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New securities chief reveals tough intentions

By Chen Jia and Huang Tiantian | China Daily | Updated: 2013-03-26 08:00

No one should have any doubts about how tough the country's new securities regulator Xiao Gang wants to be.

On Friday, just four days after the former Bank of China chairman was appointed boss of the China Securities Regulatory Commission, three listed firms received investigation notices for being suspected of having released false and misleading information.

The move sent a clear message to the market, that the law is the law, and must be followed.

It was a quick response to the call made by Premier Li Keqiang, who holds degrees in both law and economics, that government officials must be loyal to the Constitution.

There will always be some old hands in the Chinese securities sector who say China is an exception, and too much rule of law is not good for business.

They made the complaint about the former commission chairman Guo Shuqing, who is now a key leader in Shandong province.

Sticking strictly to the law was his focus. He made or revised 68 securities rules during his 17-month tenure, more than any previous commission boss.

Most of the rules were aimed at eliminating financial fraud and increasing competition.

Those old hands may be making the same complaint about Xiao, now that he's made it clear he is going to continue with the policy initiatives of his predecessor.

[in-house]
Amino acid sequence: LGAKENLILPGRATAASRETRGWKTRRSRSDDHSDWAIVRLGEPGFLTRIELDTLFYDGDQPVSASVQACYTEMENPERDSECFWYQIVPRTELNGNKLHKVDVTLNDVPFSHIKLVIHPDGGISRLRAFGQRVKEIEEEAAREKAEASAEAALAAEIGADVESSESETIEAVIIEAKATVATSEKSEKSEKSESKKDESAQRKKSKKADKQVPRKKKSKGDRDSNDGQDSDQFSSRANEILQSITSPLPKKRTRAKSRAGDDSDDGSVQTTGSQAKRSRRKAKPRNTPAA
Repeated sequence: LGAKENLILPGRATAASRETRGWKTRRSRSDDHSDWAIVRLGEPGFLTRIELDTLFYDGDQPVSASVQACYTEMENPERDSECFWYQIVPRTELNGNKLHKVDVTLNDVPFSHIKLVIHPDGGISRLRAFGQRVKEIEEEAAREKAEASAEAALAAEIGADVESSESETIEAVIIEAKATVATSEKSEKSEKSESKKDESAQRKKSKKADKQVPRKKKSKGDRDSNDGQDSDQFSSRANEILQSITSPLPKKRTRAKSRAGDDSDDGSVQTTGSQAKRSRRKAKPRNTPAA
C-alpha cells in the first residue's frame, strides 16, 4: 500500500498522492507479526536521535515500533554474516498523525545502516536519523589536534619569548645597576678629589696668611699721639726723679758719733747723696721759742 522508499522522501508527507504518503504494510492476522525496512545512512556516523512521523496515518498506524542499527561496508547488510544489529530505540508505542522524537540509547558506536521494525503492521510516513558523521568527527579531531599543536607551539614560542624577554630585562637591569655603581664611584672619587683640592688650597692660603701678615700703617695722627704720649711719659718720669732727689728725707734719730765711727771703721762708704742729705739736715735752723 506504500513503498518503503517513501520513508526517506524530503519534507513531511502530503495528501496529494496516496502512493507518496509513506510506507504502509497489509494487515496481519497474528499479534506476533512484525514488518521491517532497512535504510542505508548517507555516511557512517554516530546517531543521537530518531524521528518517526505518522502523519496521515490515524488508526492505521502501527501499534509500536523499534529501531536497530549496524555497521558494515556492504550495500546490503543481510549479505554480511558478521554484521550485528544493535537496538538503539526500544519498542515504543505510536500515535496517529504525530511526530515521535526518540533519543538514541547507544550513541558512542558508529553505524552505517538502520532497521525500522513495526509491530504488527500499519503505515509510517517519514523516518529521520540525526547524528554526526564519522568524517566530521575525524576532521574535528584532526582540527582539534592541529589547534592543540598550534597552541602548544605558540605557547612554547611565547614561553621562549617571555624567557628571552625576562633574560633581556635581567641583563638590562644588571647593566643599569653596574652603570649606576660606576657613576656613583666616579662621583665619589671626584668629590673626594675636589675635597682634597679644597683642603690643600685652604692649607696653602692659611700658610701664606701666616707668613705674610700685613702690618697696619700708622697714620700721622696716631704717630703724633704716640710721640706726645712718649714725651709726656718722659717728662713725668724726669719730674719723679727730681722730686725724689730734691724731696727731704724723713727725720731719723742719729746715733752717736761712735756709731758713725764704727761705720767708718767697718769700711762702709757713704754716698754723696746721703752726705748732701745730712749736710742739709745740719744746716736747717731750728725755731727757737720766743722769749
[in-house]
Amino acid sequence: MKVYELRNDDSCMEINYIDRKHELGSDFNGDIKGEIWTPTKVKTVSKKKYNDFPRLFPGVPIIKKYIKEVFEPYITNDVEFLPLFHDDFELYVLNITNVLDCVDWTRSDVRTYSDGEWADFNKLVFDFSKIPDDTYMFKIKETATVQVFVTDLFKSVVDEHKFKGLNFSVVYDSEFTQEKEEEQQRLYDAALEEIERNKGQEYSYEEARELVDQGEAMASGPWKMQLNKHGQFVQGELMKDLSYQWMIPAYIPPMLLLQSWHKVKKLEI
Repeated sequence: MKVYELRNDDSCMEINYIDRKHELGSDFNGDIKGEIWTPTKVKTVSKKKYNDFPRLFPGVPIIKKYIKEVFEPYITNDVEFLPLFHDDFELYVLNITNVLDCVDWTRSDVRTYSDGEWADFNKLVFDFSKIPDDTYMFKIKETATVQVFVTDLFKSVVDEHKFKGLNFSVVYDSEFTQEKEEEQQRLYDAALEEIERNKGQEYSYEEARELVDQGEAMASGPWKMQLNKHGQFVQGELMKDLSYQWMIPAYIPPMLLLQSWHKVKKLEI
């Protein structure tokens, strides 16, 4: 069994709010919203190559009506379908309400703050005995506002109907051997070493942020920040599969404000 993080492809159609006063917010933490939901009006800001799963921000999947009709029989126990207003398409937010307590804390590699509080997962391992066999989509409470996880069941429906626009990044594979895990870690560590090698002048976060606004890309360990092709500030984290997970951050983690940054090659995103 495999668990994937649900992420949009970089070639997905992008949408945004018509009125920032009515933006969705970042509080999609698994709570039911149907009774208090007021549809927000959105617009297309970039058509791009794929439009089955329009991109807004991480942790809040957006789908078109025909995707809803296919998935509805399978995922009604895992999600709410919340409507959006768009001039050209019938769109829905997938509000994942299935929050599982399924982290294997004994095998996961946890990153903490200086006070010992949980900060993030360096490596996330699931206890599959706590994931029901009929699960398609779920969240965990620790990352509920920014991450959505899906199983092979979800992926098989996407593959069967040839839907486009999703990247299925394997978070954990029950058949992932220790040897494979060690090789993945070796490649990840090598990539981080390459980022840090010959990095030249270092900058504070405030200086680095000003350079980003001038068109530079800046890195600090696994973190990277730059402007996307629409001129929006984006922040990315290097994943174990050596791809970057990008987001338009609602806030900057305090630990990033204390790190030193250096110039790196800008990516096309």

Releasing the investigation notices to the three companies, a commission official reportedly said: "We will severely punish those who violate the law".

Analysts said that if the three companies had violated information disclosure rules, they would not only receive public censure from the watchdog, but perhaps more seriously, their executives may face economic punishment. "The new chairman of the CSRC may continue to tighten regulation of the securities market," said Xu Hongcai, an economist from the China Center for International Economic Exchanges.

Curbing insider trading and improving information disclosure by public companies were among the main aims of former chairman Guo.

Last year, according to the national securities regulatory body, it handled 380 cases of rule-breaching, a 31 percent increase on the previous year.

As a result, 316 investigations were made, a 21 percent rise, and a record number for the commission. "The CSRC will continue to improve securities law as the basis of its investor protection work," an official from the CSRC Investor Protection Bureau said, shortly before the change in chairman.

Under Guo's initiative, all companies applying for IPOs, and other financial service intermediary businesses, were required to re-examine their application documents in an effort to improve the quality of information release.

The first stage of the re-examination campaign is planned to end on March 31.

By March 21, 48 companies had completed their IPO applications. Whether the CRSC restart any IPO approval processes is still to be seen.

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